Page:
Archival Evidence

Glamorgan Archives


Hotel, Saltmead Hotel, Allerton Street

1888 – Architect: J P Jones – Developer: Hancock & Co Ltd

3 plans, no elevations


Hotel, Cornwall Road

1889 – Architect: S Jones – Developer: D J Davies

2 plans, no elevations


Hotel, Cornwall Road

1890 – Architect: Unknown – Developer: J E Turner

1 Plan, No elevations


Drainage to Hotel, Saltmead Hotel, Cornwall Street

1891 – Architect: W D Blessley – Developer: Castle Brewery Co.

1 plan, no elevations


14 Aug 1891

Notice by Samuel Marks for removal of licence from the Rock and Fountain to the Saltmead Hotel, Hereford Street, Saltmead, Canton.


16 Aug 1891

Notice given to the Overseers of the Poor for Canton by Samuel Dyer Churchill for removal of the licence held by Thomas Williams at the Rock and Fountain to the Saltmead Hotel, Cornwall Street and Hereford Street, Saltmead.


1894 – Alterations to property, Cornwall House, Hereford Street

Architect: J P Jones, Richards & Budgen – Developer: S A Brain & Co Ltd


Store room, Cornwall Hotel, Cornwall Street

1907 – Architect: R & S Williams – Developer: S A Brain & Co Ltd

1 Plan, no elevations


Alterations and additions to hotel, Cornwall Hotel, Cornwall Street

1930 – Architect: I Jones & P Thomas – Developer: S A Brain & Co Ltd

3 Plans, no elevations


Cornwall Hotel, Saltmead Road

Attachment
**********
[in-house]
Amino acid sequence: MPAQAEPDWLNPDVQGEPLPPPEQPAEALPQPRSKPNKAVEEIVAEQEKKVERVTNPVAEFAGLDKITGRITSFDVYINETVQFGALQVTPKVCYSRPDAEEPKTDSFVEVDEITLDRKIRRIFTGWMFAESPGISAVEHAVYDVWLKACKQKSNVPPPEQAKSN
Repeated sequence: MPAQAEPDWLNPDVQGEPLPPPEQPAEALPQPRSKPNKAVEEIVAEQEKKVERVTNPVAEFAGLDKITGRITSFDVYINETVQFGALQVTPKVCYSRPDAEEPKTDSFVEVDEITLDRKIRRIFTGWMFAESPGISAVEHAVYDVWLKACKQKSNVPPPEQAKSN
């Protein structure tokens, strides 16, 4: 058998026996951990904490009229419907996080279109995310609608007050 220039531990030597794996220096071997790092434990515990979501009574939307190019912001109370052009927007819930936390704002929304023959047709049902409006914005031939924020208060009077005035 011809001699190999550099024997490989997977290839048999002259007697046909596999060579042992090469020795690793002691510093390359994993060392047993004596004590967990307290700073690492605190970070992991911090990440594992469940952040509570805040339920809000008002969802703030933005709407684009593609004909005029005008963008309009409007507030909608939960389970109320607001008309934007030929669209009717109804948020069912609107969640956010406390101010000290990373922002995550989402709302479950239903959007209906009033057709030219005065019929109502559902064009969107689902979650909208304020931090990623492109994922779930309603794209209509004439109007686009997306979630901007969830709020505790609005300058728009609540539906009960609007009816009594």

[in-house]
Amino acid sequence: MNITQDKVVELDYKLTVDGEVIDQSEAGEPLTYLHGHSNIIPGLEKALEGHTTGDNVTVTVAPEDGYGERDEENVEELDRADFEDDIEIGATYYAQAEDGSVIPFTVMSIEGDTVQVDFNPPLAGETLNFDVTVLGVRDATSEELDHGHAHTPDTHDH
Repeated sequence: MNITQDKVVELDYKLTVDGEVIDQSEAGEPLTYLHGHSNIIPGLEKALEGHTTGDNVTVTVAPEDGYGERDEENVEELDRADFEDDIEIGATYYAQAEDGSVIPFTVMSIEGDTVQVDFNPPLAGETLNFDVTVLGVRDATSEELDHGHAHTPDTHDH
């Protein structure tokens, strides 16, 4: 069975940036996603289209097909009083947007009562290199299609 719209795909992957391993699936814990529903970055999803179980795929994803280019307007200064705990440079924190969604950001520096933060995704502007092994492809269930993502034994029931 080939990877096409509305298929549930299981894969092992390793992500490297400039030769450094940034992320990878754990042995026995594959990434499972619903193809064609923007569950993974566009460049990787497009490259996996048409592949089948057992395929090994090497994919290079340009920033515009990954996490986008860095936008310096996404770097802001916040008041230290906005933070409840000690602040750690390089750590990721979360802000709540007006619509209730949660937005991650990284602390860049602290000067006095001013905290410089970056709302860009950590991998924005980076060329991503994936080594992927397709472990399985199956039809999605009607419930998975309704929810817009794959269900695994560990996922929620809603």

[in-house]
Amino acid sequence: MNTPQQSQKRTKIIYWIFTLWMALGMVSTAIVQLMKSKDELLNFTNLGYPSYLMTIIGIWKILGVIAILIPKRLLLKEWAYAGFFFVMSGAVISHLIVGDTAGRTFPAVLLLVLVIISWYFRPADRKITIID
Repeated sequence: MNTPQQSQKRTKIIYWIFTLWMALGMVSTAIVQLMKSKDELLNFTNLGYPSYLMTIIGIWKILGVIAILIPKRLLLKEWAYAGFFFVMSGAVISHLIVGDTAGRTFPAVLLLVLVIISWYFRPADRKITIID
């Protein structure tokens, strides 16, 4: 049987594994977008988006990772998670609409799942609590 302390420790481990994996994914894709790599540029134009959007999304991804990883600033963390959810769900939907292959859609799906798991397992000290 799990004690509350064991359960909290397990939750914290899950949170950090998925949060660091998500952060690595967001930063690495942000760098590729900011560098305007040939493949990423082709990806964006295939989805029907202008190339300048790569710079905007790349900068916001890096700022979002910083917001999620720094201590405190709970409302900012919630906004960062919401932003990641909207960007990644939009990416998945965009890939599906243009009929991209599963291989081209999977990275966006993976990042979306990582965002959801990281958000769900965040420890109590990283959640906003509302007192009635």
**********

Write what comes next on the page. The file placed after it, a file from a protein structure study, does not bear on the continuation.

1930 – Possible Plans


Cornwall Hotel


Photograph, 1991; Newspaper cutting, 1999; History of name, 1982


Public Houses 2

List, 1884; Article on Grangetown pubs; Article “My Cardiff” on Sunday closing Act, 1998; Directory of Welsh Breweries; Cornwall Pub; The Prince of Ales


Properties in Grangetown, Cardiff.


Sale of ground rents.

(Robert W. Griffiths and E.W.M. Corbett).

Inc. Cornwall Street (all on what was previously known as the Saltmead), Grangetown, Cardiff.

Part file wrapper (for 15 Jul 1890 sale).

Correspondence 21 Apr 1887-10 Jul 1890.

  1. Particulars and conditions of sale for auction with plans/key plan coloured others now 7 and 8 Jul 1887 marked ‘D.T. Alexander Esq., with details added in ink and pencil.


[see also sale book 8 (ref. DSA/ 8/8) f.133-140 for the 1887 sale and sale book 10 (ref DSA/8/10) f.48 for the 1892 sale]

Additional images